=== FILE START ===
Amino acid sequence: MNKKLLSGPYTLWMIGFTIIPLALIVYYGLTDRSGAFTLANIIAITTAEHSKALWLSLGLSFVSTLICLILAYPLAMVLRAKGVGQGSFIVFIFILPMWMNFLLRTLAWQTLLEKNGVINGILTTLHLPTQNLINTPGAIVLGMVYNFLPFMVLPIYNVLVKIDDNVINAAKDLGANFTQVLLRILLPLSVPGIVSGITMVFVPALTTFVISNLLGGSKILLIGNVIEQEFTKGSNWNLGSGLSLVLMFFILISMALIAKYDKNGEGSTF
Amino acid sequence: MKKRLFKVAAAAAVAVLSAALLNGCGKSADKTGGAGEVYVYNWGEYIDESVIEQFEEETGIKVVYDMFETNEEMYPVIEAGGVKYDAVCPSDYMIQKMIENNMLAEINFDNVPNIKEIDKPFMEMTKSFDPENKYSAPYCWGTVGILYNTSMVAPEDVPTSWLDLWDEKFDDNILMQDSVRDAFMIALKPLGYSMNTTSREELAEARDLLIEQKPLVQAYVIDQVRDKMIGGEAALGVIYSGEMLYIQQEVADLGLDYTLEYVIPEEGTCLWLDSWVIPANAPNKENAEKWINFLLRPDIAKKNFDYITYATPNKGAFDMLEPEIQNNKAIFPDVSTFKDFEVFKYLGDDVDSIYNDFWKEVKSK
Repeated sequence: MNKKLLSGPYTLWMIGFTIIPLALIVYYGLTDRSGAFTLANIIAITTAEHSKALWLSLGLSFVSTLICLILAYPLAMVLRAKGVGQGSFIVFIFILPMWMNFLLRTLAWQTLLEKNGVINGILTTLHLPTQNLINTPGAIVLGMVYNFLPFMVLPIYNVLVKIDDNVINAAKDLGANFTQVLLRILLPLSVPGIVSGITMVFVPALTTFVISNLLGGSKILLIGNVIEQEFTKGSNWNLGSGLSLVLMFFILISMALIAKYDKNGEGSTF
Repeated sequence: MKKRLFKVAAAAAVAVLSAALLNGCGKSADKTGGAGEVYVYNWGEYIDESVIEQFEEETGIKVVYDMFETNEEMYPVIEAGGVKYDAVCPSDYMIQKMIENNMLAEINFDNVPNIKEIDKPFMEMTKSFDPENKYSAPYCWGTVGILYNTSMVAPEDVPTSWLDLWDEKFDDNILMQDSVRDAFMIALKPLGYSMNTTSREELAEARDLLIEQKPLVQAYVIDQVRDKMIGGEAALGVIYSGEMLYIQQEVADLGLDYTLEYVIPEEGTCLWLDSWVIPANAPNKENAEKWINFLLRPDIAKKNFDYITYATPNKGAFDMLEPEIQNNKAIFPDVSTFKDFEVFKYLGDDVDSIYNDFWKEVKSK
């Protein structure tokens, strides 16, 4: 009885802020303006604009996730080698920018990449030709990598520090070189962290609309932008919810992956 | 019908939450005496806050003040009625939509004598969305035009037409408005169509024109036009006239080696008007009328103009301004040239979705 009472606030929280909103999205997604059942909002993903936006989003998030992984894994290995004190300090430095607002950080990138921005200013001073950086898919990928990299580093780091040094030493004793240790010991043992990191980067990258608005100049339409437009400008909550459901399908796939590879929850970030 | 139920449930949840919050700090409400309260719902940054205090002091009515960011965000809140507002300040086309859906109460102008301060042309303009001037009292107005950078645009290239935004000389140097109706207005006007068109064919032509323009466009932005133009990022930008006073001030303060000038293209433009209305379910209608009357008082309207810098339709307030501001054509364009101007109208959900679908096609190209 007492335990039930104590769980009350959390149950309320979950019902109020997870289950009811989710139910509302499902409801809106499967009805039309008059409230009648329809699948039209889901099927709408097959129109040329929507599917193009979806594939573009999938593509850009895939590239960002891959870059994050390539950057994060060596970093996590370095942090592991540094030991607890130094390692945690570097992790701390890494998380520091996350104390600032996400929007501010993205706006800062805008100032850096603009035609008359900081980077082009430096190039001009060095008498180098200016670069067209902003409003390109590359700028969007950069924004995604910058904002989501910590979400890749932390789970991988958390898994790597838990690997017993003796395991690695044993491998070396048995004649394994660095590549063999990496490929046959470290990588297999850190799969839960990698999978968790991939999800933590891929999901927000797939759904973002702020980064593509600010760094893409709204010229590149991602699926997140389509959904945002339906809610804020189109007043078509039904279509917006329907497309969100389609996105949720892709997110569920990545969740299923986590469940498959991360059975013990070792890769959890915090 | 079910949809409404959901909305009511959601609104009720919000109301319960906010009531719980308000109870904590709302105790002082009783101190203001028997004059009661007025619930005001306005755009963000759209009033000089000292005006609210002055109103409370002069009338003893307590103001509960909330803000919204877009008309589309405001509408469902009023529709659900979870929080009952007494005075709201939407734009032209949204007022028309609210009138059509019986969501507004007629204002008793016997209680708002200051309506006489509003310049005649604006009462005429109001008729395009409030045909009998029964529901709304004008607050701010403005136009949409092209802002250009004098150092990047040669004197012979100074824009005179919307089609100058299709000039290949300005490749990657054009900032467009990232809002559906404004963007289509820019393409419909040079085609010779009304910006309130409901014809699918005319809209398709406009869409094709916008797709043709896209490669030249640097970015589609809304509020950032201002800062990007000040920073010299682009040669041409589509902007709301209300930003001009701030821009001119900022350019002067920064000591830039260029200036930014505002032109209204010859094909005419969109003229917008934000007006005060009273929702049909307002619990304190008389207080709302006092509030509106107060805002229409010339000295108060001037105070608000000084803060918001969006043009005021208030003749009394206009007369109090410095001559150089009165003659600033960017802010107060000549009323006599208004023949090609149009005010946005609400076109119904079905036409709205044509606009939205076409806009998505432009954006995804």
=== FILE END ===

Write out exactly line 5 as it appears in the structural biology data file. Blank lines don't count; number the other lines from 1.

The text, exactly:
């Protein structure tokens, strides 16, 4: 009885802020303006604009996730080698920018990449030709990598520090070189962290609309932008919810992956 | 019908939450005496806050003040009625939509004598969305035009037409408005169509024109036009006239080696008007009328103009301004040239979705 009472606030929280909103999205997604059942909002993903936006989003998030992984894994290995004190300090430095607002950080990138921005200013001073950086898919990928990299580093780091040094030493004793240790010991043992990191980067990258608005100049339409437009400008909550459901399908796939590879929850970030 | 139920449930949840919050700090409400309260719902940054205090002091009515960011965000809140507002300040086309859906109460102008301060042309303009001037009292107005950078645009290239935004000389140097109706207005006007068109064919032509323009466009932005133009990022930008006073001030303060000038293209433009209305379910209608009357008082309207810098339709307030501001054509364009101007109208959900679908096609190209 007492335990039930104590769980009350959390149950309320979950019902109020997870289950009811989710139910509302499902409801809106499967009805039309008059409230009648329809699948039209889901099927709408097959129109040329929507599917193009979806594939573009999938593509850009895939590239960002891959870059994050390539950057994060060596970093996590370095942090592991540094030991607890130094390692945690570097992790701390890494998380520091996350104390600032996400929007501010993205706006800062805008100032850096603009035609008359900081980077082009430096190039001009060095008498180098200016670069067209902003409003390109590359700028969007950069924004995604910058904002989501910590979400890749932390789970991988958390898994790597838990690997017993003796395991690695044993491998070396048995004649394994660095590549063999990496490929046959470290990588297999850190799969839960990698999978968790991939999800933590891929999901927000797939759904973002702020980064593509600010760094893409709204010229590149991602699926997140389509959904945002339906809610804020189109007043078509039904279509917006329907497309969100389609996105949720892709997110569920990545969740299923986590469940498959991360059975013990070792890769959890915090 | 079910949809409404959901909305009511959601609104009720919000109301319960906010009531719980308000109870904590709302105790002082009783101190203001028997004059009661007025619930005001306005755009963000759209009033000089000292005006609210002055109103409370002069009338003893307590103001509960909330803000919204877009008309589309405001509408469902009023529709659900979870929080009952007494005075709201939407734009032209949204007022028309609210009138059509019986969501507004007629204002008793016997209680708002200051309506006489509003310049005649604006009462005429109001008729395009409030045909009998029964529901709304004008607050701010403005136009949409092209802002250009004098150092990047040669004197012979100074824009005179919307089609100058299709000039290949300005490749990657054009900032467009990232809002559906404004963007289509820019393409419909040079085609010779009304910006309130409901014809699918005319809209398709406009869409094709916008797709043709896209490669030249640097970015589609809304509020950032201002800062990007000040920073010299682009040669041409589509902007709301209300930003001009701030821009001119900022350019002067920064000591830039260029200036930014505002032109209204010859094909005419969109003229917008934000007006005060009273929702049909307002619990304190008389207080709302006092509030509106107060805002229409010339000295108060001037105070608000000084803060918001969006043009005021208030003749009394206009007369109090410095001559150089009165003659600033960017802010107060000549009323006599208004023949090609149009005010946005609400076109119904079905036409709205044509606009939205076409806009998505432009954006995804």